7 Healing Herbs to Grow in Your Garden

If you’re cultivating edible plants this summer, you might also like to add some medicinal herbs in amongst your vegetables. Having the ingredients at hand to treat minor health issues is of the utmost importance when it comes to self sufficiency, and these plants tend to pull double duty as pollinator attractors to your garden as well.

Calendula

Calendula

The bright, sunny heads of calendula flowers are well known to most people, but few realise just how healing Calendula officinalis really is. Most people just grow these marigolds as decorative plants, but they’re actually invaluable as a medicinal herb. Calendula-infused oil or salve is ideal for burns and various skin irritations like rashes, cuts, scrapes, and insect bites/stings.

Echinacea

Echinacea

I prefer Echinacea purpurea to angustifolia because the former can be taken once illness has set it, whereas the latter is better as a preventative. Wild patches of echinacea have been over-harvested by people, so planting your own is preferable to wildcrafting it. As an added bonus, it attracts pollinators like bees and butterflies like you wouldn’t believe.

Milk-thistle

Milk Thistle

Milk thistle seed powder is excellent for cleansing the liver, kidneys, and gallbladder, and is exceptionally effective at treating gallstones and kidney stones. The powder can be taken in tincture or decoction form, or can even be added to smoothies, but it takes a lot of seeds to make even a small amount of powder: although you can gather the seed heads in autumn after they’ve dried out and stopped flowering, it might be better to purchase the powder or extract from a retailer instead.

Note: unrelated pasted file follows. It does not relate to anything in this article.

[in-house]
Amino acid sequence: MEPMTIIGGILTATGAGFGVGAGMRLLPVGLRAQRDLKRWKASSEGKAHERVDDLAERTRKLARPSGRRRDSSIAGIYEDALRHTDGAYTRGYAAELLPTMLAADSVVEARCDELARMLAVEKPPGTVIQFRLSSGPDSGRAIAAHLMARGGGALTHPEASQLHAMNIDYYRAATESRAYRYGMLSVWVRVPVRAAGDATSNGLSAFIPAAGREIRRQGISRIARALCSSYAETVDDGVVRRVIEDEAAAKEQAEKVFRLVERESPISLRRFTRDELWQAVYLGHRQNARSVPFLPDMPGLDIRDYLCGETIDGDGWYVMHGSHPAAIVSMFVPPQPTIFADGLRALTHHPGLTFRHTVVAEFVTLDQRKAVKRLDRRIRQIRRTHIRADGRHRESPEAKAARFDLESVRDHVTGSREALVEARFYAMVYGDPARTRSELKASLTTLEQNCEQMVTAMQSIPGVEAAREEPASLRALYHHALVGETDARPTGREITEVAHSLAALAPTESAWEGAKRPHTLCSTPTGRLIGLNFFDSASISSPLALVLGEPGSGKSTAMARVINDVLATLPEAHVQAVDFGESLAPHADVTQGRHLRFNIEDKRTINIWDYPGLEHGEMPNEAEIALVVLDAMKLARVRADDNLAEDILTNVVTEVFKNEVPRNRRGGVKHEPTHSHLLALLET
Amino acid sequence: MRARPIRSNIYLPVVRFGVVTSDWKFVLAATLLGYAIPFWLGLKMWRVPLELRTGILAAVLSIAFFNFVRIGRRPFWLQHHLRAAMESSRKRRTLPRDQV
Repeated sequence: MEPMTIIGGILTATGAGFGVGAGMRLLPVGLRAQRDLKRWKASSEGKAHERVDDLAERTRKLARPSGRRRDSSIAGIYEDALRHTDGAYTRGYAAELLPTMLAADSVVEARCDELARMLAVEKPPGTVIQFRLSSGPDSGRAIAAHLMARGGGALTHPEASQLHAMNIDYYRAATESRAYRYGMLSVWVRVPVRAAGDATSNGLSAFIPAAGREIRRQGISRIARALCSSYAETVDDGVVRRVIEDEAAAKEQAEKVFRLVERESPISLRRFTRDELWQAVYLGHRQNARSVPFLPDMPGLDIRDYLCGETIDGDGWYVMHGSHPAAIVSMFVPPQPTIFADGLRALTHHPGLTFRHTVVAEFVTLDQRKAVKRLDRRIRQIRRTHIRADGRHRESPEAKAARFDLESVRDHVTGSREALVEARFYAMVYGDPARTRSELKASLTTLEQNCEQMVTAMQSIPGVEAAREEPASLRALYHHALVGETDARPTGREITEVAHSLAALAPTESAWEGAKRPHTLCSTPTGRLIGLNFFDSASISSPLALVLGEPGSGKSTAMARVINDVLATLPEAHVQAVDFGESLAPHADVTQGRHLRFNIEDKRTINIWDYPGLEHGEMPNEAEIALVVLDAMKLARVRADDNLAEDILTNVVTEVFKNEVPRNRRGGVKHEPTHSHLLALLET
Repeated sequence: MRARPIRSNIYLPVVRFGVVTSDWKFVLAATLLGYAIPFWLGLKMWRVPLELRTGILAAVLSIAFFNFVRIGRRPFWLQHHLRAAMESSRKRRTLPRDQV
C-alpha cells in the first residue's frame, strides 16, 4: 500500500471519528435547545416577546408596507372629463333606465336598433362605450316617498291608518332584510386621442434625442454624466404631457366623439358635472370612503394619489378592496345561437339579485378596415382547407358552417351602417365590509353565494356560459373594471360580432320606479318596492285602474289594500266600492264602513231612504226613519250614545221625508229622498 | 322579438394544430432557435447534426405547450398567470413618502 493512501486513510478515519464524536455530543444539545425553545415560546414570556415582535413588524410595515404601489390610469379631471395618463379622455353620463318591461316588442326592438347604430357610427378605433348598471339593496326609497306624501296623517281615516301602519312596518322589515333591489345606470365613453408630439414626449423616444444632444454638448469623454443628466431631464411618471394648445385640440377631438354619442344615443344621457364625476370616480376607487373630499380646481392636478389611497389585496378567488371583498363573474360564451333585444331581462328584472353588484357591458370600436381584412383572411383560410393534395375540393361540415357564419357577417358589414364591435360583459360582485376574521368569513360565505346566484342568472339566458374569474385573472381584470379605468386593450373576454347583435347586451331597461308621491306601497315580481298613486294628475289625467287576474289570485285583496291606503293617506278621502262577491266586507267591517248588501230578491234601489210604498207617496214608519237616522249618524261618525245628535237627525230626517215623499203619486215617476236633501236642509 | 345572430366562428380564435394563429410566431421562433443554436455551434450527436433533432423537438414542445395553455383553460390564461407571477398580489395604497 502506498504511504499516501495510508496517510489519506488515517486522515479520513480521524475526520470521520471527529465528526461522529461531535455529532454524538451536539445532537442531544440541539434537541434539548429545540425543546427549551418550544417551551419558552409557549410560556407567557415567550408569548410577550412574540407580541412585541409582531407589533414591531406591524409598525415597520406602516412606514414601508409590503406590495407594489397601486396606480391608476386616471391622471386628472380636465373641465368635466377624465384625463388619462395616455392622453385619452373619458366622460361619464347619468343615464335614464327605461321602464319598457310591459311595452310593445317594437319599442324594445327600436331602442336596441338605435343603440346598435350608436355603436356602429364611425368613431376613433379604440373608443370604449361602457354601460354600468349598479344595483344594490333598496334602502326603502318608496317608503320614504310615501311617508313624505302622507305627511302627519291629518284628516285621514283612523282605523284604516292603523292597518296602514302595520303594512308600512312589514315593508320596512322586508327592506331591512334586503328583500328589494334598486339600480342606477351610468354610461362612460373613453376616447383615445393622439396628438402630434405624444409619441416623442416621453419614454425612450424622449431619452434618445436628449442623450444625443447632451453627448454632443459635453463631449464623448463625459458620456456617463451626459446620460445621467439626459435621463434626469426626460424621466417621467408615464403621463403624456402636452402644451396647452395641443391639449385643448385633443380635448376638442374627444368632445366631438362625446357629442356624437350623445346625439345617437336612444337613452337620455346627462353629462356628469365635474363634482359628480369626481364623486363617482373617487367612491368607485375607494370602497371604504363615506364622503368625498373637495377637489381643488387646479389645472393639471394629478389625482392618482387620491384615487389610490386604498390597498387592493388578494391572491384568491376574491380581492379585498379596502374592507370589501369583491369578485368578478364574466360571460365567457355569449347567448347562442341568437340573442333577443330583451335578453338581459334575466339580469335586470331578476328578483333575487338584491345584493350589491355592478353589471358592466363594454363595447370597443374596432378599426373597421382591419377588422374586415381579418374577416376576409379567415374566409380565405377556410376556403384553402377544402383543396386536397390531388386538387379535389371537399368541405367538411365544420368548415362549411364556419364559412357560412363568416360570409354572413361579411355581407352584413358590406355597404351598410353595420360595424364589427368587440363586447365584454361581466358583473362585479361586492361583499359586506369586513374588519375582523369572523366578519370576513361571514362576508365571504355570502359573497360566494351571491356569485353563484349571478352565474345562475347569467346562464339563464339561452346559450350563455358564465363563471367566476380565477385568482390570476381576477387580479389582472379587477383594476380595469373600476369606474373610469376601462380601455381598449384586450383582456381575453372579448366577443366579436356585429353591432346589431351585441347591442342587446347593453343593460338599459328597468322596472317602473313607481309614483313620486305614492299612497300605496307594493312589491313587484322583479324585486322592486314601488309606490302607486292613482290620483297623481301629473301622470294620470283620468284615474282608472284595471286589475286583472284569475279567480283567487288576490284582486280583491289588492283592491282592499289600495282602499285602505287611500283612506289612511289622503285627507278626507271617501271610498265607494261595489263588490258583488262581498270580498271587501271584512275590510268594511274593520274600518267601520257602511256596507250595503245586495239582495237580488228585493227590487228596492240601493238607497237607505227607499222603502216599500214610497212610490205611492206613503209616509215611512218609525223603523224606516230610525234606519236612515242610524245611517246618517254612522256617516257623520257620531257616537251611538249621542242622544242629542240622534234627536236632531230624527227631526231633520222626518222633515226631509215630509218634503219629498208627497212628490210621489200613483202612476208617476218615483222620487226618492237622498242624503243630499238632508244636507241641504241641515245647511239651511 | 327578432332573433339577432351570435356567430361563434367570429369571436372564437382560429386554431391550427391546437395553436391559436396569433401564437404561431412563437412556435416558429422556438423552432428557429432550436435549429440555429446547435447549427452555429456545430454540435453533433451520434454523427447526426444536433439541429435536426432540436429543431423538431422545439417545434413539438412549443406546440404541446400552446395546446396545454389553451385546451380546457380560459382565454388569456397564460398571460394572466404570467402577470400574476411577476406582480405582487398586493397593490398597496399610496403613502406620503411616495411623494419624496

Mullein

Mullein

Although this grows wild around my area, I’ve also sown patches of it in the sandy areas on the edge of my property. It’s a biennial plant, so it only flowers every other year, but both its leaves and flowers have very healing properties. Steep the flowers in honey to make a potent
A tea made from the leaves is excellent as an expectorant, and brings great relief from wheezing, hacking coughs. Smoking dried mullein leaf can also alleviate asthma, and oil in which the flowers have been steeped is ideal for treating ear infections. The entire plant is anti-inflammatory, and a tincture of the leaves and flowers can bring great relief from joint pain, arthritis, and even lymphatic congestion.

Stinging-nettle

Stinging Nettle

Although it’s difficult to harvest because its hairlike stingy bits hurt like the nine hells if they touch you, this plant’s medicinal properties are well worth the effort. It’s an anti-inflammatory and diuretic, does wonders for urinary issues, can alleviate rheumatoid arthritis and other joint pain, and can ease allergy symptoms. It’s also quite delicious when cooked and used like spinach,

Just suit up, wear heavy gloves when harvesting it, and blanch the plant with boiling water to neutralize the stingers before using it.

Thyme

Thyme